Week 23, 2020|Kristin Kimball |June 5, 2020

It has been a week of reckoning for our nation, and here, with myself. I’ve thought of myself as the type of mother who doesn’t shield children from hard things. Our kids have seen birth and death and decay, the cycle of life and loss, and we’ve never hidden or softened these things. But this week, I realized how much of the hard stuff I have left out. The girls asked me to explain what was happening in the world, having heard the news of protests and of looting. “People are marching because a police officer knelt on the neck of an African American man for more than 8 minutes, until he died,” I said. Their look of confusion, then shock, told me more than words could have. I have neglected that part of my job. We live in a bubble on this farm, but we are not exempt. Our food supply is built into a racist system, historically, and in the present. I was quiet on this all week, mostly for fear of saying the wrong thing from inside my bubble. And maybe the best thing to do is just step aside and amplify the voices of people of color, especially farmers of color. One of the places we follow and learn from is Soul Fire Farm in Petersburg, NY. Their co-founder, Leah Peniman, is the author of the book Farming While Black. This is Soul Fire’s mission:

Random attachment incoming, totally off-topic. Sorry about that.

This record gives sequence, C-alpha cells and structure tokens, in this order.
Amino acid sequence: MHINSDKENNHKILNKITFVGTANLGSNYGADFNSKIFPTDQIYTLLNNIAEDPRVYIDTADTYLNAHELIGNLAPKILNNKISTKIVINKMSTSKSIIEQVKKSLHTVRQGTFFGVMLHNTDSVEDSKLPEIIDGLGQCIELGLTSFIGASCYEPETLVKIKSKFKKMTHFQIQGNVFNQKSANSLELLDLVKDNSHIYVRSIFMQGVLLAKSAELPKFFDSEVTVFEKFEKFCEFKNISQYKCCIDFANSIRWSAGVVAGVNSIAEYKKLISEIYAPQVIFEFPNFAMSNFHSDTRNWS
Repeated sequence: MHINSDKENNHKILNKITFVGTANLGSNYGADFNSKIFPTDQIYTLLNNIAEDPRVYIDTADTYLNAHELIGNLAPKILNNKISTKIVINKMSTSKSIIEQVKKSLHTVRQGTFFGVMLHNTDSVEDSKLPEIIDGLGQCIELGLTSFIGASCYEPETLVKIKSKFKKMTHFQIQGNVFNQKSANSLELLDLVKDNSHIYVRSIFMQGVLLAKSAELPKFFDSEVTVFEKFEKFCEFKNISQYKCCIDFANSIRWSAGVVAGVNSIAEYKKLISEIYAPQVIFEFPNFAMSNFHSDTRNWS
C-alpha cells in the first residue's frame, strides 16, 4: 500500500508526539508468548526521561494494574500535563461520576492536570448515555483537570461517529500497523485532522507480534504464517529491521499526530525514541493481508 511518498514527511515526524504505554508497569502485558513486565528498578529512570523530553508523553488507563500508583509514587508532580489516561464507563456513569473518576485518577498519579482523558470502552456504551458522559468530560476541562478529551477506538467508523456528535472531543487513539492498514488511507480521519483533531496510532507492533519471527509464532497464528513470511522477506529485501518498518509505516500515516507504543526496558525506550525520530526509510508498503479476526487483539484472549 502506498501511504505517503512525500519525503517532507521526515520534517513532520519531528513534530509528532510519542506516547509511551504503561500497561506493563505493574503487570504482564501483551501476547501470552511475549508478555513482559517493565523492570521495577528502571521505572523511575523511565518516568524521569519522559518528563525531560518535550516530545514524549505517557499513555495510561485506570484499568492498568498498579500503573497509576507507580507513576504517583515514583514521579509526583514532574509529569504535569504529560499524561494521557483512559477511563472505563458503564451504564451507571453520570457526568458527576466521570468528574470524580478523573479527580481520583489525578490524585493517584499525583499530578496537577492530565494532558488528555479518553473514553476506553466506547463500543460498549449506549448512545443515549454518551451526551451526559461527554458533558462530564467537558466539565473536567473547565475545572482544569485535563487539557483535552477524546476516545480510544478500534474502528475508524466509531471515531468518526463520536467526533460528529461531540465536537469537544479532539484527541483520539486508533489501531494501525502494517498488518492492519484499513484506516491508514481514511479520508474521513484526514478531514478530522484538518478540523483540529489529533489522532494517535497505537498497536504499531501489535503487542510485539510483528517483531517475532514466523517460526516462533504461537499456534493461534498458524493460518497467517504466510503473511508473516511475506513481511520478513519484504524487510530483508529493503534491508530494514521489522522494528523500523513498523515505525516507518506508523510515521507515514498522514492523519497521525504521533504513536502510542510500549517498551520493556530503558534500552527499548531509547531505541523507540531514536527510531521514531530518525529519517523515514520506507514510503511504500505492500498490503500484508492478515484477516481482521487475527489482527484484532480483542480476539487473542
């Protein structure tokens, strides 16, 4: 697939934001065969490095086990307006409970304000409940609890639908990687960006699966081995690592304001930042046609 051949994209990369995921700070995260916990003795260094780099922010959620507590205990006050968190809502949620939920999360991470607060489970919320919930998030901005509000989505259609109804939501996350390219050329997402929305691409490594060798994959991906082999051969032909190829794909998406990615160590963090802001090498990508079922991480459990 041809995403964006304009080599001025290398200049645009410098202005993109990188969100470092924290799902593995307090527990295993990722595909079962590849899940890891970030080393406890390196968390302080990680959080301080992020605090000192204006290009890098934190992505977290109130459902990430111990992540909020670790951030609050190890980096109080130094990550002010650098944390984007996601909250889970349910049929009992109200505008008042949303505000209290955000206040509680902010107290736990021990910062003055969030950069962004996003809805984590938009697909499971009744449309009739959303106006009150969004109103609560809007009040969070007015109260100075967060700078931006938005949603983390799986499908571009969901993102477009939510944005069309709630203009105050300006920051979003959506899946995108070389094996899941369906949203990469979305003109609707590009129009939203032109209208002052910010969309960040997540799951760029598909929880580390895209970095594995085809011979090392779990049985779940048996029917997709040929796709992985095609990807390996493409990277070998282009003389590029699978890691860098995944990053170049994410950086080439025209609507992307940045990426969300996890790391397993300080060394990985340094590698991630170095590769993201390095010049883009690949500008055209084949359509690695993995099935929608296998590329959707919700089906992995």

“Soul Fire Farm is a BIPOC*-centered community farm committed to ending racism and injustice in the food system. We raise and distribute life-giving food as a means to end food apartheid. With deep reverence for the land and wisdom of our ancestors, we work to reclaim our collective right to belong to the earth and to have agency in the food system. We bring diverse communities together on this healing land to share skills on sustainable agriculture, natural building, spiritual activism, health, and environmental justice. We are training the next generation of activist-farmers and strengthening the movements for food sovereignty and community self-determination.”

So, all sales revenue from the Essex Farm store this week is going to Soul Fire Farm to support this crucial work. If you want to do more you can find a donate button on their website, at soulfirefarm.com. 

-Kristin & Mark Kimball 

*Black, Indigenous, People of Color